Greenwich’s National Maritime Museum marks International Slavery Remembrance Day with host of events

The National Maritime Museum (NMM) will be marking International Slavery Remembrance Day (ISRD) to commemorate victims of the brutal and tragic transatlantic slave trade.

Due to COVID-19, most of this year’s free events will be online to keep local communities and visitors safe.

The annual emancipation ceremony will still go ahead at the National Maritime Museum with a priority to maintain social distancing. The procession will be led by Natalie Cooper from London Lucumi Choir.

NMM head of learning Sarah Lockwood said: “We must remember the millions of people who suffered and died through transatlantic slavery. On this day we look forward, as we come together to learn from the past. We honour the bravery shown in resistance, and pay tribute to those who campaigned for abolition.

“For centuries this cruel part of Britain’s history has been untold, whilst its legacies have shaped the world we all live in today. Today is the 21st annual commemoration at the Museum, the necessity of a digital focus for the commemoration increases the ability for us to continue working to promote a better understanding of this history and its legacies.”

Between the 1400s and 1800s, 12 – 15 million men, women and children were forcibly transported from Africa to the Americas. International Slavery Remembrance Day stands as a reminder of the bravery, courage, resilience, and determination of enslaved African people who continuously fought for their freedom.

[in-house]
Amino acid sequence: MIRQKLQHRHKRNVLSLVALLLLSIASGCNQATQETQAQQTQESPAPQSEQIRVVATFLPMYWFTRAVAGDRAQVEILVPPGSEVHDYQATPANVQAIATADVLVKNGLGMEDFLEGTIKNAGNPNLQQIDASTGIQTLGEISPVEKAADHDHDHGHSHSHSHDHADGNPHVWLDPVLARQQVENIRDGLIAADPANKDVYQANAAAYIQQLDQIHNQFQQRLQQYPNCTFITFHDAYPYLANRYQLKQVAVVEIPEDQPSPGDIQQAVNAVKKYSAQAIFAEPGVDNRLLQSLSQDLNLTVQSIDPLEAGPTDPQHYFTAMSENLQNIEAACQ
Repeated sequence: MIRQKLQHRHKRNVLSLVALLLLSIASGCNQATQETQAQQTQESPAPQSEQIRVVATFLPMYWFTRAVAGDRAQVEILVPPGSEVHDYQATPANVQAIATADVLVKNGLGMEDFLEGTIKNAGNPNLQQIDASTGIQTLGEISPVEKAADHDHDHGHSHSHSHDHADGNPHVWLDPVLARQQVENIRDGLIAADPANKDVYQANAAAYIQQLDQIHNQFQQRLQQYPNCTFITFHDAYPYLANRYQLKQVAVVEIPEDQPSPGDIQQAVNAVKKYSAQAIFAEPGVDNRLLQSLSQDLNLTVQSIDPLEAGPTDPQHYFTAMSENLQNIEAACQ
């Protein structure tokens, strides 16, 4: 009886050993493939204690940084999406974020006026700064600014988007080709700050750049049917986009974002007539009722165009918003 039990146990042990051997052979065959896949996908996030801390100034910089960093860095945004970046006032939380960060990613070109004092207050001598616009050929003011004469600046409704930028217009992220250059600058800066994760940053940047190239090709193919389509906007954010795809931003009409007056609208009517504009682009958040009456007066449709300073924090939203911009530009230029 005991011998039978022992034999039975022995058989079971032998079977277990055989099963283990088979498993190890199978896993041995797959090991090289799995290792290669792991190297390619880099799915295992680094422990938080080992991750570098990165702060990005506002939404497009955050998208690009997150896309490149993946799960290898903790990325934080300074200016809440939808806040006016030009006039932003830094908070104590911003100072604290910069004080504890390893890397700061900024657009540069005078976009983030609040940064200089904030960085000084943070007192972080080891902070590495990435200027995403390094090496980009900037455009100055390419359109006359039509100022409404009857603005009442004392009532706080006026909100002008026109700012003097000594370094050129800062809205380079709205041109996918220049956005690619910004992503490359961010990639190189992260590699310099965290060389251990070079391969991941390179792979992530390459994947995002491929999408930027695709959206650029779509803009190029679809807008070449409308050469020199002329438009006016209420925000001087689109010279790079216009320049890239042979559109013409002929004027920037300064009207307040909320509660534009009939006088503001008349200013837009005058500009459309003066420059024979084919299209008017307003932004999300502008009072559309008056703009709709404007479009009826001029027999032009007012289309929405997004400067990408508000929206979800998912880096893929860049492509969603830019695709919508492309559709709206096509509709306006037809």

The day also raises the contemporary legacies of transatlantic slavery which are manifested in the continued racism and prejudice against Black communities.

HIGHLIGHTS: · Join a live panel discussion in collaboration with International Slavery Museum Liverpool Join a live panel discussion exploring the histories and legacies of the transatlantic slave trade in Greenwich and Liverpool, the ways in which we experience both World Heritage Sites today and the responsibility of each site in anti-racist activism. Date and time: Thursday, August 20 at 6pm  free.

Panel host: Chardine Taylor-Stone, RMG. Speakers: Dr Richard Benjamin, National Museums Liverpool: Errol Francis, Culture & New Museum School; and Dr Robert Blyth, RMG. For more details and tickets: https://www.rmg.co.uk/see-do/exhibitions-events/live-panel-discussion-international-slavery-remembrance-day ·

Take part in the Emancipation Ceremony Join us for the Emancipation Ceremony, as we process from the National Maritime Museum to the River Thames.

Participants are invited to scatter white rose petals onto the river in an act of commemoration, Sunday, August 23 at 2.30pm  free.

For more details and tickets: https://www.rmg.co.uk/see-do/exhibitions-events/emancipation-ceremony

Watch a live performance from the London Lucumi Choir Join us on Facebook for a live and uplifting choir performance  on Sunday, August 23 at 3.30pm -free.

Fancy warming up your vocal cords in advance? Please attend our virtual workshop on Friday, August 21 at 5.30pm and rehearse with members of the London Lucumi Choir For more details: https://www.rmg.co.uk/see-do/exhibitions-events/london-lucumi-choir

View the spectacular Ghost Meridian sail that will be installed on Cutty Sark’s mast. Created by the Blkbrd Collective as a response to the UK’s maritime history and the global Black Lives Matter Movement, this dramatic art installation explores themes of migration, colonialism, slavery, under-representation and injustice.

The artwork – part of a wider conversation – was commissioned by the Royal Museums Greenwich and prompted by the Covid-19 crisis and #BlackLivesMatter protests across the world. It marks the public reopening of Royal Museums Greenwich as well as a commitment to engage in new ways of presenting heritage and identity across its four sites on Friday, August 21 until October


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